This Overlooked Trait is the Key to True Allyship

In the fight for social justice, how you read is more important than what you read

Lincoln Hill, PhD
Forge
Published in
4 min readJul 22, 2020

--

Photo: WestEnd61/Getty Images

If the New York Times bestsellers nonfiction list is any indication, White people are in speed-reading mode, trying to make up for 400 years of systemic oppression as quickly as possible. It’s the Great White Study-Up of 2020.

As a Black woman who studies counseling psychology, I appreciate that people are self-educating on topics of race and oppression, rather than relying on Black friends, family members, neighbors, and even strangers to engage in the emotional labor of explaining these subjects. But what people reading those books need to understand is that being anti-racist isn’t about checking off boxes.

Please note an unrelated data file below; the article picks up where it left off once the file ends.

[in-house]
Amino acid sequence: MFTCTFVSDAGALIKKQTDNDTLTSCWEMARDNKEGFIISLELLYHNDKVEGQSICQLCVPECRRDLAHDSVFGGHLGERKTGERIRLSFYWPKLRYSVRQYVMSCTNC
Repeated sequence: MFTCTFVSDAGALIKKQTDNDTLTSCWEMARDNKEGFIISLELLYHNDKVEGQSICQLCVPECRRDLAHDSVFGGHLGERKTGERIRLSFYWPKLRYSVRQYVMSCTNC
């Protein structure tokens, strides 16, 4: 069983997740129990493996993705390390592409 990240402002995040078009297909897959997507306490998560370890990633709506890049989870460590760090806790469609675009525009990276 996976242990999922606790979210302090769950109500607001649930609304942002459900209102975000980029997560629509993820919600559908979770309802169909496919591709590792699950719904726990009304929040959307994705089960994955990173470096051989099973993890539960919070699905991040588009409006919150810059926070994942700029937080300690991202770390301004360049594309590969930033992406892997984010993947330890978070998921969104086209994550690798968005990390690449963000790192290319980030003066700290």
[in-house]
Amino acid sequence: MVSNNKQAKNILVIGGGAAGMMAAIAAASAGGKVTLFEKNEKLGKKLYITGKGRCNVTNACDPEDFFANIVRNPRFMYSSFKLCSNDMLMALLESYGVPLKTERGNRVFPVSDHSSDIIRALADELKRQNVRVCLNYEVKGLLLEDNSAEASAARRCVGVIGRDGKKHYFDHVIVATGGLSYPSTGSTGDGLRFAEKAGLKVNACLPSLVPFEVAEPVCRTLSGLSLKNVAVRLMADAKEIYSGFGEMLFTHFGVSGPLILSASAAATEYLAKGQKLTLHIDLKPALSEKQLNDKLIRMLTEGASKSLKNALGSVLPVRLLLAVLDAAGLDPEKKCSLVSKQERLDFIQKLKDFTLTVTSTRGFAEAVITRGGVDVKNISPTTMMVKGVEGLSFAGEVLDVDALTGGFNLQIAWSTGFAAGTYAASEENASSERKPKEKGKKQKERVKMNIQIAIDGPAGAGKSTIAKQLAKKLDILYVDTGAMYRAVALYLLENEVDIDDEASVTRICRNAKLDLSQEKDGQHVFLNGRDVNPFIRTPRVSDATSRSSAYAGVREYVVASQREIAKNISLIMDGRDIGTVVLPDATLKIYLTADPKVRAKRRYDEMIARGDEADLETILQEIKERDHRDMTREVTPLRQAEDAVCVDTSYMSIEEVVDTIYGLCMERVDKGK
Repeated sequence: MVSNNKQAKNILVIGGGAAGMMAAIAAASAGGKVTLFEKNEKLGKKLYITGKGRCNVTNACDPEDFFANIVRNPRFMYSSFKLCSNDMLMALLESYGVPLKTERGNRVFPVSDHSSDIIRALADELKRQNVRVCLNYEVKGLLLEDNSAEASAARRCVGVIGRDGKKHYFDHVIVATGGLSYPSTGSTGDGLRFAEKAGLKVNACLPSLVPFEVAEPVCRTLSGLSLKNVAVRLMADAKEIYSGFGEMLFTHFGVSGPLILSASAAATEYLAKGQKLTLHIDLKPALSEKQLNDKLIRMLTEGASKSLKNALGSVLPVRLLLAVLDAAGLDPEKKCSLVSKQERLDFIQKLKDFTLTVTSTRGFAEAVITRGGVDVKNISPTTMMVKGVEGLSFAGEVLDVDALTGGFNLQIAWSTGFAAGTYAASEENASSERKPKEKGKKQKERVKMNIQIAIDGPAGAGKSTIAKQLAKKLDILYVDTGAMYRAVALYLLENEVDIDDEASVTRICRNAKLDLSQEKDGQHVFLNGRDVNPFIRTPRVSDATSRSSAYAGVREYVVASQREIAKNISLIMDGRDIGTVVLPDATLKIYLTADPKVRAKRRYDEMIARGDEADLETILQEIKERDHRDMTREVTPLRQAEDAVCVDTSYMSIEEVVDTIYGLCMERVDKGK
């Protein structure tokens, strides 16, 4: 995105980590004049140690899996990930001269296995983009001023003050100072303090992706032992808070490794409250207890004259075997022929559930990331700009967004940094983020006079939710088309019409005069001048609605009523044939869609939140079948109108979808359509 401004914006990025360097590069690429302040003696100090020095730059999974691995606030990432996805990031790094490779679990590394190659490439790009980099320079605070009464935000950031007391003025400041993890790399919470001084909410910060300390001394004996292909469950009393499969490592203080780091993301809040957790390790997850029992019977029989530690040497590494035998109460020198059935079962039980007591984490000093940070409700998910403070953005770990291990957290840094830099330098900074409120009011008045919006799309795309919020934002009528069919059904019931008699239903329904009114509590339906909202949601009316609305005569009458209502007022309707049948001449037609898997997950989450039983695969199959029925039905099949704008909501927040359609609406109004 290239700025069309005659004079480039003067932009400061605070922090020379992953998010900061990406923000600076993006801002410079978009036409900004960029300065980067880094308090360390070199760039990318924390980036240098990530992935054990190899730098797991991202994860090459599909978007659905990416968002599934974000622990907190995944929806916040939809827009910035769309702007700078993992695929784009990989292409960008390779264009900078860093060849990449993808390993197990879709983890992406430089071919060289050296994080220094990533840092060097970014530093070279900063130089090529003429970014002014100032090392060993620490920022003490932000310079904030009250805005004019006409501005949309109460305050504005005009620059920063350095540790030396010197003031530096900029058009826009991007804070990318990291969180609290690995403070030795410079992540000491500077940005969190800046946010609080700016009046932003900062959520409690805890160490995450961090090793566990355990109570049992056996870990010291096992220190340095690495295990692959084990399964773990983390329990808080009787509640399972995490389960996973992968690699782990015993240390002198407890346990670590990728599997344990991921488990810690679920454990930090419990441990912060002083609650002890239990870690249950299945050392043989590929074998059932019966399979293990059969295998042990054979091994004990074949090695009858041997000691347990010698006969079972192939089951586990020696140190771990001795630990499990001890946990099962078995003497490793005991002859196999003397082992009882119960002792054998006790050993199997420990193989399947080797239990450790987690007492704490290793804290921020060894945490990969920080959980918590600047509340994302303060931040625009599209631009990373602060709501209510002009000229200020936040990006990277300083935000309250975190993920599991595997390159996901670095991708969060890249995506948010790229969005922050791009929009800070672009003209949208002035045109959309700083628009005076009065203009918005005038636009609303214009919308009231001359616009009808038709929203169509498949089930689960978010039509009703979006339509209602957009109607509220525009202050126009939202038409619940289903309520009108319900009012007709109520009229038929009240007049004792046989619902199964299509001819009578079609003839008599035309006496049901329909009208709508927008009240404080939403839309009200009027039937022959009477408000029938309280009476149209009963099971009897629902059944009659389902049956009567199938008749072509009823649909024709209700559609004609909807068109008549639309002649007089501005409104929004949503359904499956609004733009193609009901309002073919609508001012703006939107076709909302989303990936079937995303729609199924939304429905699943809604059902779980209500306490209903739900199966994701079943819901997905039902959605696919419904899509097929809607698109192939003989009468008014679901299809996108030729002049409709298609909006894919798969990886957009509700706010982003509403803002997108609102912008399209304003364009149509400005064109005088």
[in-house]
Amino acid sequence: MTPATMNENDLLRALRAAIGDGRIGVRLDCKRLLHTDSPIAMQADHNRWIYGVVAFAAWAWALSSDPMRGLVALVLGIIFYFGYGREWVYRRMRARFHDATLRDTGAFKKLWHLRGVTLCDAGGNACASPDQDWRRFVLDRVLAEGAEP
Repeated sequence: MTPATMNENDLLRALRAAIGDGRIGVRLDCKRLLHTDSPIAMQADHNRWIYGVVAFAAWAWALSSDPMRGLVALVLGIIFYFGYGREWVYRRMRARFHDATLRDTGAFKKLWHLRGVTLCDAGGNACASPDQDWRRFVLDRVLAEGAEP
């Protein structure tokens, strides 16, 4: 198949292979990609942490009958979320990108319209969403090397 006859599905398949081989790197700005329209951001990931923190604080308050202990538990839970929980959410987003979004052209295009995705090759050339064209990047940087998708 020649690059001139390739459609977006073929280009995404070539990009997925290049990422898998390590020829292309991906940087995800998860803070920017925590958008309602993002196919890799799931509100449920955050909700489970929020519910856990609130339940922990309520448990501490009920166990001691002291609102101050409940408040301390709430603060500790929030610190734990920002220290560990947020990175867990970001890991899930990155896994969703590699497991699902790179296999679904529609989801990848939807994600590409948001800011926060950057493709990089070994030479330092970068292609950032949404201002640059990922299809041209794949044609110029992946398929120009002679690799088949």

Becoming more culturally competent (gaining knowledge about cultures different than your own) is only one part of anti-racism and won’t necessarily lead to understanding and personal change. It must be paired with cultural humility, which involves an acknowledgment that the “other” group holds the expertise. It’s a lifelong commitment to self-evaluation — an understanding that the journey is never complete.

The health roots of cultural humility

--

--

Lincoln Hill, PhD
Forge
Writer for

Black woman, mental health counselor, researcher, wellness consultant, PhD in counseling psychology, and Beyoncé stan. IG: black_and_woman_IG